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Synopsis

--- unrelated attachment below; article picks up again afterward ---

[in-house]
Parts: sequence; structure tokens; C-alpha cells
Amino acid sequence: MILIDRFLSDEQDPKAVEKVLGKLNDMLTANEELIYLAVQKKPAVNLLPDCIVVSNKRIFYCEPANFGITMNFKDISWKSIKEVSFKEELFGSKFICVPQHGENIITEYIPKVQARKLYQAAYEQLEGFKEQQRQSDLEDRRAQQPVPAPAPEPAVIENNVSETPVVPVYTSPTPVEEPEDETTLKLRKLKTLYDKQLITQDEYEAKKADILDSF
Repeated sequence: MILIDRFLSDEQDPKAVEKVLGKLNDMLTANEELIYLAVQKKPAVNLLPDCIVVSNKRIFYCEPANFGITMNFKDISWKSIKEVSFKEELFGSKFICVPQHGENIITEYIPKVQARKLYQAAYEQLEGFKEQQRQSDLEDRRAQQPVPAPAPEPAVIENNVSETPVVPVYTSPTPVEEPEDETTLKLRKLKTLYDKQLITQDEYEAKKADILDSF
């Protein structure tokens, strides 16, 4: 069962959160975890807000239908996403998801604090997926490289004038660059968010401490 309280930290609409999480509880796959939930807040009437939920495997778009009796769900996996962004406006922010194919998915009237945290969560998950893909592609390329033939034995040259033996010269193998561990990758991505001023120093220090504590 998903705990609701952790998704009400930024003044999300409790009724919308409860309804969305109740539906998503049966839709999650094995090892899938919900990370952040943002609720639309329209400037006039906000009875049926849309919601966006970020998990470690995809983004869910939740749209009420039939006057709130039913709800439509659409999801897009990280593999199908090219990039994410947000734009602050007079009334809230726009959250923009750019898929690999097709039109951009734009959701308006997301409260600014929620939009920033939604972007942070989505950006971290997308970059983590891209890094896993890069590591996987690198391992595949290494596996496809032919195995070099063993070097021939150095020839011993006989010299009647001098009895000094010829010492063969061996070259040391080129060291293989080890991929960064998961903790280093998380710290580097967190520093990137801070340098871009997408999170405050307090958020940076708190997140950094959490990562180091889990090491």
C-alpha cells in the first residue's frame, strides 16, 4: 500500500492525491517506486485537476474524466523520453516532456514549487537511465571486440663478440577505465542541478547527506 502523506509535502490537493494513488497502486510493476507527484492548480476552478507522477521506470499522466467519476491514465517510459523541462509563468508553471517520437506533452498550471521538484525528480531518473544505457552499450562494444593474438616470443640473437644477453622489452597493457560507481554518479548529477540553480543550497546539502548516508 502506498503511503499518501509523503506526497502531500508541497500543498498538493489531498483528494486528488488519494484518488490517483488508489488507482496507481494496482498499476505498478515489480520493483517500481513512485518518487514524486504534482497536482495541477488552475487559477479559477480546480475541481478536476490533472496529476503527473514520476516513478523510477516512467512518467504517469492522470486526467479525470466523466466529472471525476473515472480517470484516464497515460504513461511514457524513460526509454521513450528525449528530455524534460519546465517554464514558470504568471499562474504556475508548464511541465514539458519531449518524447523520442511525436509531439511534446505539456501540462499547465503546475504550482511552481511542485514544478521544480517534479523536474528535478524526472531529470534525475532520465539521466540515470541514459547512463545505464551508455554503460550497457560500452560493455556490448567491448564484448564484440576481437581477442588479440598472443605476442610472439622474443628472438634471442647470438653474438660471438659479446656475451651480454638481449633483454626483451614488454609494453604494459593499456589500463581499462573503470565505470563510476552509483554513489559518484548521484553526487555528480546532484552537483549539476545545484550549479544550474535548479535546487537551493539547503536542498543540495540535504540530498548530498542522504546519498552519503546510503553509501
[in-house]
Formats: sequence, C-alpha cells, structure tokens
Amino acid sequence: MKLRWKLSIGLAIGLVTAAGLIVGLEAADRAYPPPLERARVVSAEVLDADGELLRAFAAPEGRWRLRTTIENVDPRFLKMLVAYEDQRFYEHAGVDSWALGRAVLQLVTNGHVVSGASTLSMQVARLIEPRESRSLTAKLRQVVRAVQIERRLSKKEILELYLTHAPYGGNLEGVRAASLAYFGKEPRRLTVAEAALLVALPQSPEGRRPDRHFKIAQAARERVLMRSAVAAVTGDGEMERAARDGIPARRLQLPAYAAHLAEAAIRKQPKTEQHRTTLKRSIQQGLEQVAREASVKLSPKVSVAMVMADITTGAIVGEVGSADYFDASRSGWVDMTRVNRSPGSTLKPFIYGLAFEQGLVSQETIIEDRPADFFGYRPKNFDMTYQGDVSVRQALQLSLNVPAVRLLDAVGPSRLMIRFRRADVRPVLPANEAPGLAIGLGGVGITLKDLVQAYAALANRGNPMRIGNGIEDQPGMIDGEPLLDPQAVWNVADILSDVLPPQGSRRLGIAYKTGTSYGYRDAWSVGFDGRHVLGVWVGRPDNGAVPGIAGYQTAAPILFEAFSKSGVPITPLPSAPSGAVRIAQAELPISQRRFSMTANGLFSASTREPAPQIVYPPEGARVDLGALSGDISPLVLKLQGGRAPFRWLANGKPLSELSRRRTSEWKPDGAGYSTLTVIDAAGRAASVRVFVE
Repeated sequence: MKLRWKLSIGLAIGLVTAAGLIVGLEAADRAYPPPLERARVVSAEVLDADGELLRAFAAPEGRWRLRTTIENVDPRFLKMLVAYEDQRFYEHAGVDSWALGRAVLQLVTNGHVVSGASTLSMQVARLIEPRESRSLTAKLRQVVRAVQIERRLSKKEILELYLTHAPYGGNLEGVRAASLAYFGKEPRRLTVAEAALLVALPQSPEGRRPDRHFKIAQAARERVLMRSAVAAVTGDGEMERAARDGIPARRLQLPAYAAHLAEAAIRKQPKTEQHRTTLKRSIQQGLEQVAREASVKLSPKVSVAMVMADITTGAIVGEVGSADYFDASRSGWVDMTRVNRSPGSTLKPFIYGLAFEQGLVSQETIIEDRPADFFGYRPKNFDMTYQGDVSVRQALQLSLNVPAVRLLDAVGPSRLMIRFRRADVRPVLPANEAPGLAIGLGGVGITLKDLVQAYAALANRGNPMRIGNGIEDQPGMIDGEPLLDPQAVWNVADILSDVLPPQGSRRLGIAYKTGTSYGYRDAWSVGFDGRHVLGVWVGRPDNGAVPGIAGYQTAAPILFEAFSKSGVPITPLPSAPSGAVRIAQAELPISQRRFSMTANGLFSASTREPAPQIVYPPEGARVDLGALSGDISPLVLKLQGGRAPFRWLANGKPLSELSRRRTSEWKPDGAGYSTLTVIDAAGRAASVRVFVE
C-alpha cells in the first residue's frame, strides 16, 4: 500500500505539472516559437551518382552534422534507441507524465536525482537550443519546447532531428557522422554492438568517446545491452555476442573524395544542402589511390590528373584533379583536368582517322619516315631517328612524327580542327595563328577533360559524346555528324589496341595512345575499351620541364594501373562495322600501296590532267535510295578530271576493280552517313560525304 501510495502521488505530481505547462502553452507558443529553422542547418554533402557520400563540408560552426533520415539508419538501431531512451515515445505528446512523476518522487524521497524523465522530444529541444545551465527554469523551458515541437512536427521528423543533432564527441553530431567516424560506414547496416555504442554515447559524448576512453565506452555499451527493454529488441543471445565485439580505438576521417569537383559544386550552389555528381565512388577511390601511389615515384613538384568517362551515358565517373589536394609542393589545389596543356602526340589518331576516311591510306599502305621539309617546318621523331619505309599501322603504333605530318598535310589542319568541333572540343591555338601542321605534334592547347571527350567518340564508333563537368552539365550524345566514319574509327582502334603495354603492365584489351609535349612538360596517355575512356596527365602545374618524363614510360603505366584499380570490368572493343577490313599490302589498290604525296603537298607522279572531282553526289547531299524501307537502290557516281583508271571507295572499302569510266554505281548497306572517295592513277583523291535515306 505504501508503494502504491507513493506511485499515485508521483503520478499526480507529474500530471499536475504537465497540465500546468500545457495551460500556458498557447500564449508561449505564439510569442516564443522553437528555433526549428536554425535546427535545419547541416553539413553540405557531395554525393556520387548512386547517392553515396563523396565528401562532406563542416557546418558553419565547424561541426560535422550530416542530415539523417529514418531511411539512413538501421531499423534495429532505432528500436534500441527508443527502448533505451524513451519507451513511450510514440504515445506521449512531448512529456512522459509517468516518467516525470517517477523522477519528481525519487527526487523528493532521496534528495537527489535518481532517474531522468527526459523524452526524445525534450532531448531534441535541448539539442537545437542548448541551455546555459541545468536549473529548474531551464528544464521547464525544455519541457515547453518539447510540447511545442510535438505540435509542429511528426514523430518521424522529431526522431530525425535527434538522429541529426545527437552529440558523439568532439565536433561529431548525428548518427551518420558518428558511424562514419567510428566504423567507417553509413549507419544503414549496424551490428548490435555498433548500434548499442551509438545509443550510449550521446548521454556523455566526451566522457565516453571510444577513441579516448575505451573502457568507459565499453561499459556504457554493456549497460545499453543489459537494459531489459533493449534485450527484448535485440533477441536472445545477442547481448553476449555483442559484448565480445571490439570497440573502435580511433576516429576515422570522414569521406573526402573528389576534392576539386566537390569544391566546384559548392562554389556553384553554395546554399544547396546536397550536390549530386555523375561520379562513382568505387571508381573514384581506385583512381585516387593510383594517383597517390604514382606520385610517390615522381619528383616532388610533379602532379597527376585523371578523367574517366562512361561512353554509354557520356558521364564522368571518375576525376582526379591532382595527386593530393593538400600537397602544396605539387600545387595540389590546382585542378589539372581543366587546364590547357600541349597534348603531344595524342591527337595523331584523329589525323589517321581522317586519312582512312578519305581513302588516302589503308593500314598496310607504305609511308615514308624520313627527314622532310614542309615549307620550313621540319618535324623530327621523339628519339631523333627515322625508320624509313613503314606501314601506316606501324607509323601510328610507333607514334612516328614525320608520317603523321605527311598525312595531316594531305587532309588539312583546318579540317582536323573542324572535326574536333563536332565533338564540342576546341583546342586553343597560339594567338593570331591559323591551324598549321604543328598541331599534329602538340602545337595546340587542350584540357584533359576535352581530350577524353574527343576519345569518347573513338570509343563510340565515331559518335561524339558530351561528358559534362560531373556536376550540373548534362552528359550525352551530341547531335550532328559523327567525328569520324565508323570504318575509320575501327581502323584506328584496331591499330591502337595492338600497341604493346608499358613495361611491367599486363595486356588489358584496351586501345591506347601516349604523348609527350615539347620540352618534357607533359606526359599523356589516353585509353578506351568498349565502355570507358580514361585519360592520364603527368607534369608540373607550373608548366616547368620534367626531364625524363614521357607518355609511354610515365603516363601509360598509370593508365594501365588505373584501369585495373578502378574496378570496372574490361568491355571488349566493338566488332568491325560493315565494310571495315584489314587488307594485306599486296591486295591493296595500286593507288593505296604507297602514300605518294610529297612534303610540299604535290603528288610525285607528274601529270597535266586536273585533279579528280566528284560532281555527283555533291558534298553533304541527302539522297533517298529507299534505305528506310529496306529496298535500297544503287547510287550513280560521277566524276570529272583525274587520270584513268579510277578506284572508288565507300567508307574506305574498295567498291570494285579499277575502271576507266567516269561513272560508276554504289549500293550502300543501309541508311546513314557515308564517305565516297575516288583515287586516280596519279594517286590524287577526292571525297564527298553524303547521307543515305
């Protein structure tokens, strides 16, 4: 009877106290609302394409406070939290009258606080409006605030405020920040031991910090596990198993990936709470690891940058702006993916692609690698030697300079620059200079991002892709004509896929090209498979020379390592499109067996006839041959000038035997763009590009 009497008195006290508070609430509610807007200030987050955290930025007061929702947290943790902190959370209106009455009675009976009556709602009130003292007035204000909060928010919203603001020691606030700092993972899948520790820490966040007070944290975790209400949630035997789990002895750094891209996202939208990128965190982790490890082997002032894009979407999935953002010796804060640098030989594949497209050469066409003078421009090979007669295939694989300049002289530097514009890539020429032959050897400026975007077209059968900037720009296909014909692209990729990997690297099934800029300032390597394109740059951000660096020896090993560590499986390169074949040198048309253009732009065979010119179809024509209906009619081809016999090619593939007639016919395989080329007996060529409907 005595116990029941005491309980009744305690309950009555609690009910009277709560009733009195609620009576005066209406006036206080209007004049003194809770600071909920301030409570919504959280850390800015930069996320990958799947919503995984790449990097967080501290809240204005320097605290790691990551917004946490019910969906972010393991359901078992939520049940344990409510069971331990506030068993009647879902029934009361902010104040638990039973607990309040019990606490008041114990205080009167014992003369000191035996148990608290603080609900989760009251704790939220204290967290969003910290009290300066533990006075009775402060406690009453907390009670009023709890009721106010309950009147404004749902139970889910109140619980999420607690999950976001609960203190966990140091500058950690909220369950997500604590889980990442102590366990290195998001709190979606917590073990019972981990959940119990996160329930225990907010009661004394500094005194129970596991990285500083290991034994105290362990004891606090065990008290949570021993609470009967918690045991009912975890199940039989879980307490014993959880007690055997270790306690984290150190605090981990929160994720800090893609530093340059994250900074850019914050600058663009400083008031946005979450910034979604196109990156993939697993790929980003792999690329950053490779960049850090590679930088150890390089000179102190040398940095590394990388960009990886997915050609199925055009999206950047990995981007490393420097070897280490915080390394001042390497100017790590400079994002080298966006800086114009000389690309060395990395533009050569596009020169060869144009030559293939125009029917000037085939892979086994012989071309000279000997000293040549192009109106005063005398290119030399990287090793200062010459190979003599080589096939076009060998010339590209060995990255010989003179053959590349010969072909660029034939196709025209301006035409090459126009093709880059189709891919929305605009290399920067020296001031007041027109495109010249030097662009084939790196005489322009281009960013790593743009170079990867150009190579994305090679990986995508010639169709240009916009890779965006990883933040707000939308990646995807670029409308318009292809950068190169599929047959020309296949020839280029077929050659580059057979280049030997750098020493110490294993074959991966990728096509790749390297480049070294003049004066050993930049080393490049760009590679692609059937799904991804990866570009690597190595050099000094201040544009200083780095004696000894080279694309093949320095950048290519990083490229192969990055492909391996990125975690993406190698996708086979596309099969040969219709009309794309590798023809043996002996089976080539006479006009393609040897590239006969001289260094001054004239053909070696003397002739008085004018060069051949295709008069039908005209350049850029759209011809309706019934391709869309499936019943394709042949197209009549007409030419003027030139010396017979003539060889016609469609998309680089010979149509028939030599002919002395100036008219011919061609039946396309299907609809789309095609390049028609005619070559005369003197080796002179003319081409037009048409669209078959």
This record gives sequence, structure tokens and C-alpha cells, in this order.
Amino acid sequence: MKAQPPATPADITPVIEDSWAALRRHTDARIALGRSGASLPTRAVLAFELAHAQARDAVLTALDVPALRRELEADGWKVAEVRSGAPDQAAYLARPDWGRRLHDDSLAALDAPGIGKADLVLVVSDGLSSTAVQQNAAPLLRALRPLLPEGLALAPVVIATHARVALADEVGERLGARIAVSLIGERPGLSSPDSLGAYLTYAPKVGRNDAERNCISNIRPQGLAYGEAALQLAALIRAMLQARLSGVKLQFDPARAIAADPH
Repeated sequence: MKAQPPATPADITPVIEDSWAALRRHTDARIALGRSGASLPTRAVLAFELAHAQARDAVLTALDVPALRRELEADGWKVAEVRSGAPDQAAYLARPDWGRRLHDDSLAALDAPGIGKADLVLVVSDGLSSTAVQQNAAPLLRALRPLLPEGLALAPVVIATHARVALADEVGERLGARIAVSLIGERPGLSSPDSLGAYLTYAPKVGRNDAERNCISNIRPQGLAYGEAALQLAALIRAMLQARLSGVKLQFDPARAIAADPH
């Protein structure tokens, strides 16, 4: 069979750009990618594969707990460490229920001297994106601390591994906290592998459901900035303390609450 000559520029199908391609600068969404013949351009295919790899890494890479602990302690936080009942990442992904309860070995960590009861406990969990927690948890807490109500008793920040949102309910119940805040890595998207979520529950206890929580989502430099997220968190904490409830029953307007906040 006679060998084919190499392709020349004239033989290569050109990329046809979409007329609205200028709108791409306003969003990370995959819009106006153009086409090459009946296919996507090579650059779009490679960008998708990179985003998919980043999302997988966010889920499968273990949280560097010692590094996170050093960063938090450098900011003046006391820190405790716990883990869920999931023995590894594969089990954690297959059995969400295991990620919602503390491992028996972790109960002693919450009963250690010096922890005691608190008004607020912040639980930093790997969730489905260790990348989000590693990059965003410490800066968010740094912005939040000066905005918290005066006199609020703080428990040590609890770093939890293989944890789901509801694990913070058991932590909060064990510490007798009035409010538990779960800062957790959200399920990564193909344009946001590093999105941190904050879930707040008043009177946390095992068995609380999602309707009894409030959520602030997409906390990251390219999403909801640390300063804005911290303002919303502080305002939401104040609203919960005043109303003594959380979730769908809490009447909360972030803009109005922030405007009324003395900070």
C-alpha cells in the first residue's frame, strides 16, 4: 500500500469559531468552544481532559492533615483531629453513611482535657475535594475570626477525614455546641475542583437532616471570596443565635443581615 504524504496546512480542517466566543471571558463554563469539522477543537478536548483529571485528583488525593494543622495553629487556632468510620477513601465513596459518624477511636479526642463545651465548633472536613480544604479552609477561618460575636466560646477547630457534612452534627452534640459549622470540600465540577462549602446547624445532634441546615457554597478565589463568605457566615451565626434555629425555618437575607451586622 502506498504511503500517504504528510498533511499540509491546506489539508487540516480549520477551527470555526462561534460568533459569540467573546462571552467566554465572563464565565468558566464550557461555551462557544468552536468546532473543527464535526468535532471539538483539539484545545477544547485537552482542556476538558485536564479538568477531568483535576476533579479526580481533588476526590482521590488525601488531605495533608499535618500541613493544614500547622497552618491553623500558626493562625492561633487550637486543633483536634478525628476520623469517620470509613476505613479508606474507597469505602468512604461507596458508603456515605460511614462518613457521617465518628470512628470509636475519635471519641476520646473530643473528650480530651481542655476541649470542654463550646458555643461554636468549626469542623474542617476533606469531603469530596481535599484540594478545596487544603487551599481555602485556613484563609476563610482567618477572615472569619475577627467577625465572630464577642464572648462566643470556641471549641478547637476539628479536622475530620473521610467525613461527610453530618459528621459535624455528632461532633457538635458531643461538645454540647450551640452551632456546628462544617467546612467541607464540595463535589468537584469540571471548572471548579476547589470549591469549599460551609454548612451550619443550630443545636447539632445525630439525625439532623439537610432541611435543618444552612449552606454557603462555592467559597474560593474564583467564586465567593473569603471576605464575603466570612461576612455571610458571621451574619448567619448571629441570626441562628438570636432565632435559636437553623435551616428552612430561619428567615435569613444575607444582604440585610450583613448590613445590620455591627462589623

An Irish solicitor and international rugby player, Blair 'Paddy' mayne become one of the most outstanding soldiers and leaders of the Second World War. After seeing action in Syria with the Commandos, he joined the new unit that David Stirling was establishing, the Special Air Service. The raids Mayne led in the Western Desert destroyed over one hundred enemy aircraft on the ground. The common factor in these successes was Mayne's ability to read the situation, anticipate how the enemy would react, and then attack. Mayne was twenty-two when he won the DSO for the first time. Mayne subsequently led the unit in Italy, France and Germany, winning a further bar to the DSO in each of these campaigns, as well as the Croix de Guerre and the Legion d'Honneur. At the end of the war, after a short period with an Antarctic Survey, Mayne returned to the law. In 1955 he died in a car accident, aged forty. Soon after his death, misinformation about Mayne began to appear. He was portrayed variously as a classical tragic hero of drama, and a man of anger and aggression. Hamish Ross's work largely refutes these standard interpretations, using official war diaries, the early chronicle of 1 SAS, Mayne's papers and diaries, and a number of extended interviews with key contemporaries. It has the support of the Mayne family and the SAS Regimental Association. Hamish Ross strips away the legend and leaves Mayne not dim

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